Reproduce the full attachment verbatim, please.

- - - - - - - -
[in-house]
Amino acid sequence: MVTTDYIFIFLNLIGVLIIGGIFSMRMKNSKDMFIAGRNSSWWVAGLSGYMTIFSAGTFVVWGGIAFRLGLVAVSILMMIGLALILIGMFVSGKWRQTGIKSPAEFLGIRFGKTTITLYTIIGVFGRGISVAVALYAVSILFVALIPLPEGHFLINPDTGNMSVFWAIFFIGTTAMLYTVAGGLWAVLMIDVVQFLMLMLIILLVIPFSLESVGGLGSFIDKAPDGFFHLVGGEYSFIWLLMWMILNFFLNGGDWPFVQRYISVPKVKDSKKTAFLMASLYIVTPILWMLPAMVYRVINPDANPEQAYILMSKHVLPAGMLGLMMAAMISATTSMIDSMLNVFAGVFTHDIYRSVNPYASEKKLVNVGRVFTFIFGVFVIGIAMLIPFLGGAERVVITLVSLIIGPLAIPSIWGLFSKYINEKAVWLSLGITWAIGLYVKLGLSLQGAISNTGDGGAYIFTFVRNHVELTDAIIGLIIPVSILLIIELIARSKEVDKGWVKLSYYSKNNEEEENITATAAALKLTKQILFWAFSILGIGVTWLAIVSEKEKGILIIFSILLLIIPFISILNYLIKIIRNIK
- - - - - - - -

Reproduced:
[in-house]
Amino acid sequence: MVTTDYIFIFLNLIGVLIIGGIFSMRMKNSKDMFIAGRNSSWWVAGLSGYMTIFSAGTFVVWGGIAFRLGLVAVSILMMIGLALILIGMFVSGKWRQTGIKSPAEFLGIRFGKTTITLYTIIGVFGRGISVAVALYAVSILFVALIPLPEGHFLINPDTGNMSVFWAIFFIGTTAMLYTVAGGLWAVLMIDVVQFLMLMLIILLVIPFSLESVGGLGSFIDKAPDGFFHLVGGEYSFIWLLMWMILNFFLNGGDWPFVQRYISVPKVKDSKKTAFLMASLYIVTPILWMLPAMVYRVINPDANPEQAYILMSKHVLPAGMLGLMMAAMISATTSMIDSMLNVFAGVFTHDIYRSVNPYASEKKLVNVGRVFTFIFGVFVIGIAMLIPFLGGAERVVITLVSLIIGPLAIPSIWGLFSKYINEKAVWLSLGITWAIGLYVKLGLSLQGAISNTGDGGAYIFTFVRNHVELTDAIIGLIIPVSILLIIELIARSKEVDKGWVKLSYYSKNNEEEENITATAAALKLTKQILFWAFSILGIGVTWLAIVSEKEKGILIIFSILLLIIPFISILNYLIKIIRNIK